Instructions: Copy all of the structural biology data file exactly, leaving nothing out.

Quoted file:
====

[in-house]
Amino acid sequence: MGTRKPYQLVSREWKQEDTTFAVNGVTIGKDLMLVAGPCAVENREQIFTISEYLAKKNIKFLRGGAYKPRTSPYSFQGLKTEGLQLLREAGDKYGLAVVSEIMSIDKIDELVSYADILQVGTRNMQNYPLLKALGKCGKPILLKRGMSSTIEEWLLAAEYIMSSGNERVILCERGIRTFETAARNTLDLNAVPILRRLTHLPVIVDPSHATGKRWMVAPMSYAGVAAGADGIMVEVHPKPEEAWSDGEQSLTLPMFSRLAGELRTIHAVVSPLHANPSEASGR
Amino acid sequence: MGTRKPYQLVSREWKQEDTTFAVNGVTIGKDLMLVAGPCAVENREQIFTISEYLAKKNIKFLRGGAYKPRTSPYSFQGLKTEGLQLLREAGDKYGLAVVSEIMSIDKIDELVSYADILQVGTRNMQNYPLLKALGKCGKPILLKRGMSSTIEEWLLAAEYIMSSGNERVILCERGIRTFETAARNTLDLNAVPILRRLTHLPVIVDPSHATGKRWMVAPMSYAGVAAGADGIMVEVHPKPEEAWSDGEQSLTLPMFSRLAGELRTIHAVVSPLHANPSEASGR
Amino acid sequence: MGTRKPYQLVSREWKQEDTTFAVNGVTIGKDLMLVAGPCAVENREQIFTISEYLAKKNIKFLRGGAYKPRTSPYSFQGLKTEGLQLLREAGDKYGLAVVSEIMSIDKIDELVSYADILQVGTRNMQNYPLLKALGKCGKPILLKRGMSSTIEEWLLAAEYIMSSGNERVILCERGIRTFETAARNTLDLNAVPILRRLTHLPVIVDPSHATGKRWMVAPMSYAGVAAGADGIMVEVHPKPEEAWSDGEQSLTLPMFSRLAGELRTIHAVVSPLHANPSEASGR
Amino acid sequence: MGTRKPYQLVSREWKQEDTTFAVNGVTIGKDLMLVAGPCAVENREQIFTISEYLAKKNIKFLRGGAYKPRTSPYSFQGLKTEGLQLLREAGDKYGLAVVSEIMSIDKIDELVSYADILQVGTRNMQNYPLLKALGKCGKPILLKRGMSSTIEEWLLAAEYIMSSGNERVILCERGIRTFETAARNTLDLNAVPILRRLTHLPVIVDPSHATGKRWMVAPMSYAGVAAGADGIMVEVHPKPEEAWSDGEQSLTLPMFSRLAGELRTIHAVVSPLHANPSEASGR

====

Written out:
[in-house]
Amino acid sequence: MGTRKPYQLVSREWKQEDTTFAVNGVTIGKDLMLVAGPCAVENREQIFTISEYLAKKNIKFLRGGAYKPRTSPYSFQGLKTEGLQLLREAGDKYGLAVVSEIMSIDKIDELVSYADILQVGTRNMQNYPLLKALGKCGKPILLKRGMSSTIEEWLLAAEYIMSSGNERVILCERGIRTFETAARNTLDLNAVPILRRLTHLPVIVDPSHATGKRWMVAPMSYAGVAAGADGIMVEVHPKPEEAWSDGEQSLTLPMFSRLAGELRTIHAVVSPLHANPSEASGR
Amino acid sequence: MGTRKPYQLVSREWKQEDTTFAVNGVTIGKDLMLVAGPCAVENREQIFTISEYLAKKNIKFLRGGAYKPRTSPYSFQGLKTEGLQLLREAGDKYGLAVVSEIMSIDKIDELVSYADILQVGTRNMQNYPLLKALGKCGKPILLKRGMSSTIEEWLLAAEYIMSSGNERVILCERGIRTFETAARNTLDLNAVPILRRLTHLPVIVDPSHATGKRWMVAPMSYAGVAAGADGIMVEVHPKPEEAWSDGEQSLTLPMFSRLAGELRTIHAVVSPLHANPSEASGR
Amino acid sequence: MGTRKPYQLVSREWKQEDTTFAVNGVTIGKDLMLVAGPCAVENREQIFTISEYLAKKNIKFLRGGAYKPRTSPYSFQGLKTEGLQLLREAGDKYGLAVVSEIMSIDKIDELVSYADILQVGTRNMQNYPLLKALGKCGKPILLKRGMSSTIEEWLLAAEYIMSSGNERVILCERGIRTFETAARNTLDLNAVPILRRLTHLPVIVDPSHATGKRWMVAPMSYAGVAAGADGIMVEVHPKPEEAWSDGEQSLTLPMFSRLAGELRTIHAVVSPLHANPSEASGR
Amino acid sequence: MGTRKPYQLVSREWKQEDTTFAVNGVTIGKDLMLVAGPCAVENREQIFTISEYLAKKNIKFLRGGAYKPRTSPYSFQGLKTEGLQLLREAGDKYGLAVVSEIMSIDKIDELVSYADILQVGTRNMQNYPLLKALGKCGKPILLKRGMSSTIEEWLLAAEYIMSSGNERVILCERGIRTFETAARNTLDLNAVPILRRLTHLPVIVDPSHATGKRWMVAPMSYAGVAAGADGIMVEVHPKPEEAWSDGEQSLTLPMFSRLAGELRTIHAVVSPLHANPSEASGR